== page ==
Indonesia and Bangladesh receive $177 million in trade finance facilities

The two facilities double as a means of enhancing trade and improving banking reporting to the IFC.
Standard Chartered (SCB), the World Bank Group's International Finance Corporation (IFC) and the Dutch Development Agency (FMO) have committed a total of US$177 million for two separate trade finance facilities, one for Indonesia and the other for Bangladesh.

The first trade facility will be extended to Indonesia and comprises a US$125 million, five-year facility. The facility is designed to provide easier access to short-term financing for Indonesian businesses and additional letter of credit confirmation lines to selected local commercial banks. In addition, IFC will guarantee 40% of each transaction.

The selected banks are Bank Mandiri, Bank International Indonesia, Bank Central Asia, Bank Danamon, Bank CIC and Bank NISP. According to Vibhuti Sharma, vice president of development organizations at SCB, a joint SCB and IFC review of participating banks has set up individual bank limits to the facility. Other Indonesian banks can be included provided IFC credit quality standards are met.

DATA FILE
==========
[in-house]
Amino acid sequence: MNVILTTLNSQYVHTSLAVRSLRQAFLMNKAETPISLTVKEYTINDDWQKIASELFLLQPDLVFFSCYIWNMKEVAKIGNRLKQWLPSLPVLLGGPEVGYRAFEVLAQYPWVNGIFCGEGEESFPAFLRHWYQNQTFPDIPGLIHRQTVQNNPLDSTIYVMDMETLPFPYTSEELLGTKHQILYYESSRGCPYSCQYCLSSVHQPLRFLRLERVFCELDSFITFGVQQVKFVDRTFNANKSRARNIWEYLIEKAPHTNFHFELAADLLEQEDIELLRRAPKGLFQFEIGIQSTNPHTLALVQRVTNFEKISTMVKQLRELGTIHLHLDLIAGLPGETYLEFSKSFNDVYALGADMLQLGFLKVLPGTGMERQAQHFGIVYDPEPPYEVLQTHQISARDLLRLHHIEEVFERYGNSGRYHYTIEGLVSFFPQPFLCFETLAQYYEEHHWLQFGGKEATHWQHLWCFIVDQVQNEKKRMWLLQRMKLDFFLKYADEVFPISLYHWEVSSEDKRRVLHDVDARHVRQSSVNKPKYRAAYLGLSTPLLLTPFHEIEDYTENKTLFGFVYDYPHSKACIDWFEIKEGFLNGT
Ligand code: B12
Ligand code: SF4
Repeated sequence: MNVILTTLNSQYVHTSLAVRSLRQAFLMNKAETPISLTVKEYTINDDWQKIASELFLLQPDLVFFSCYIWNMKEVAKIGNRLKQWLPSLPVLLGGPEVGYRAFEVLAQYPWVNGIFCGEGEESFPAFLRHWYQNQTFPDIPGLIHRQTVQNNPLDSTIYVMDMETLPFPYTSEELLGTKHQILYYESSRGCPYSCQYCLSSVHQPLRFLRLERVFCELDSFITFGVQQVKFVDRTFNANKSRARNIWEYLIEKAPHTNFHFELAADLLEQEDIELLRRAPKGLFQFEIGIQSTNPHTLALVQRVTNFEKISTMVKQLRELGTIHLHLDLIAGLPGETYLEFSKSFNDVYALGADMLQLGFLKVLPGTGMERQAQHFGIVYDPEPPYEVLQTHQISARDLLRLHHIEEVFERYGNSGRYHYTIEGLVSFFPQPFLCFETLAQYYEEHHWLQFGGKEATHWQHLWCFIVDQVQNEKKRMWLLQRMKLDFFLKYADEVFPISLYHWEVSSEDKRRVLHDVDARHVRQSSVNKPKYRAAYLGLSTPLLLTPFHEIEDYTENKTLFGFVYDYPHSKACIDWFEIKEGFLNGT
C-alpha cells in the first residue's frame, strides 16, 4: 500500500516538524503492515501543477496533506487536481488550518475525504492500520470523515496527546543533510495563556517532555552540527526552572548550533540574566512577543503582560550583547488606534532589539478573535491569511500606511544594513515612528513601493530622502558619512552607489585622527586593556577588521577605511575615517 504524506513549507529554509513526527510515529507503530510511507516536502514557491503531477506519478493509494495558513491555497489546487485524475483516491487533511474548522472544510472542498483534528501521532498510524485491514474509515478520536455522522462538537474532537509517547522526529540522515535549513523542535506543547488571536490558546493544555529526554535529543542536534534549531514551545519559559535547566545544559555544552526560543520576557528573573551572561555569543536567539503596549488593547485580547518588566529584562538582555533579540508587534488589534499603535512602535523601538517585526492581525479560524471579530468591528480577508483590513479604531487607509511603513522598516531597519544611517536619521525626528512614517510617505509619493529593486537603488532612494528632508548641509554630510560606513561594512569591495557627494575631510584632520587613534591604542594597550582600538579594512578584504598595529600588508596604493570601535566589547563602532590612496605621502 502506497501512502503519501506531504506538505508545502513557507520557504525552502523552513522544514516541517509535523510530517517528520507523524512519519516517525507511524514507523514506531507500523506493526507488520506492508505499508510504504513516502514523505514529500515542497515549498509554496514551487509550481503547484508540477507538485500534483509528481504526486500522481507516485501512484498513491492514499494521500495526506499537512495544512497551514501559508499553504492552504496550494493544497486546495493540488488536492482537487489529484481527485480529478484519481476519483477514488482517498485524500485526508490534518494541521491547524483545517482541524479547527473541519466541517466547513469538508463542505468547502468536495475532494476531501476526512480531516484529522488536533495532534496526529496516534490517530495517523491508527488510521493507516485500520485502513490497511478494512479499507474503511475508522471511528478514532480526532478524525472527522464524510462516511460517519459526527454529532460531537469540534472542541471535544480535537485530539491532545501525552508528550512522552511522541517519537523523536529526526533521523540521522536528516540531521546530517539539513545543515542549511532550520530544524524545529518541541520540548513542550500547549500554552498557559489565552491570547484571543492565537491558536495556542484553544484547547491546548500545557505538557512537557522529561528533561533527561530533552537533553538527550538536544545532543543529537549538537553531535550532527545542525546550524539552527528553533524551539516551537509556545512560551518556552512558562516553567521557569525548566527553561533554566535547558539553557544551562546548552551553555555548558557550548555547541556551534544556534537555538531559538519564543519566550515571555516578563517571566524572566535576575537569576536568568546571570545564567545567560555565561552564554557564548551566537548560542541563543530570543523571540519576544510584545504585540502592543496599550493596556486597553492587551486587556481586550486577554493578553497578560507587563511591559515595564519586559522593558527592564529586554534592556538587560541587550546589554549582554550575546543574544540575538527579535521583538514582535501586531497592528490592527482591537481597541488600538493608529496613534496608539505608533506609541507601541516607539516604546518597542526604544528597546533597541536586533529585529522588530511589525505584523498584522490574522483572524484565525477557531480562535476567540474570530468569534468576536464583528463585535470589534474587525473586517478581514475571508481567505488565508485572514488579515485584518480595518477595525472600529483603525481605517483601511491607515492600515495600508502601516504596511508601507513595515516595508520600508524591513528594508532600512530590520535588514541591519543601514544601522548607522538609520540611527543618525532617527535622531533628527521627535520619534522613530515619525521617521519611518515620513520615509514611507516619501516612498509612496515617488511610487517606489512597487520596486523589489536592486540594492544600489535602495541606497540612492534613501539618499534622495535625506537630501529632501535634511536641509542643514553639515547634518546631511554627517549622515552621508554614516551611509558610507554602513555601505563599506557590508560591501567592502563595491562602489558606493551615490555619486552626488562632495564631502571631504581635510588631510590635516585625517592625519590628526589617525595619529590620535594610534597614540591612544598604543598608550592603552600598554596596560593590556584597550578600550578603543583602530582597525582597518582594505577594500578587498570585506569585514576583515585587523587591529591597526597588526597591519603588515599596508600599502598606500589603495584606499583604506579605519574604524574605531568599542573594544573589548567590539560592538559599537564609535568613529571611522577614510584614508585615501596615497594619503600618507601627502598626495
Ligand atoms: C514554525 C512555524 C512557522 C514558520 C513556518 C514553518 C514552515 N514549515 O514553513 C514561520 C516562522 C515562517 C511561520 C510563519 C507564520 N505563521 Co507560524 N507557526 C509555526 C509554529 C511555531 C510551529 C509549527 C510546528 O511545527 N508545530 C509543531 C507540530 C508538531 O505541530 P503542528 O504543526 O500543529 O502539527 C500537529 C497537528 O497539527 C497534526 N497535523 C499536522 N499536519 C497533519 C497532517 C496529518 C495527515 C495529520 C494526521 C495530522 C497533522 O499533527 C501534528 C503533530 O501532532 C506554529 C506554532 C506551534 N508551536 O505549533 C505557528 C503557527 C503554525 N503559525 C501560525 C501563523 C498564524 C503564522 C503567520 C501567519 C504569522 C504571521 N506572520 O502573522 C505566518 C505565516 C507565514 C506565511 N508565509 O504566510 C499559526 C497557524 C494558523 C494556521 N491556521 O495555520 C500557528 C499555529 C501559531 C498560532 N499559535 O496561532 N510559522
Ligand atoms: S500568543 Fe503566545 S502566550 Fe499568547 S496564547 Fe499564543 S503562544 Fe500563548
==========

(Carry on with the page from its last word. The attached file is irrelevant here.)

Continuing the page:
In the short term, Sharma expects that the facility will mean better pricing for private sector importers, while in the long term, the revolving facility ensures guaranteed availability of limits for participating banks. Importantly, the facility will ensure that local banks improve their reporting, as participating banks are required to provide regular financial and other reports to the IFC, thereby improving reporting standards.

The second facility is a US$52 million trade enhancement facility for Bangladeshi small and medium sized importers and exporters. Under the terms of agreement, IFC and FMO will jointly guarantee SCB up to $26 million of the total facility amount, and up to 50% of each transaction.

The two-year revolving facility is aimed at ensuring better accessibility to letters of credit confirmation by guaranteeing documentary credits originated by selected commercial banks. The banks include Dahaka Bank Limited, Dutch Bangla Bank Limited, Eastern Bank Limited, National Credit and Commerce Bank, Prime Bank and South East Bank Limited.

According to Sharma, the facility is aimed at improving country limits and pricing issues. The participating Bangladeshi banks are also required to submit financial and other reports to the IFC in an attempt to improve reporting.

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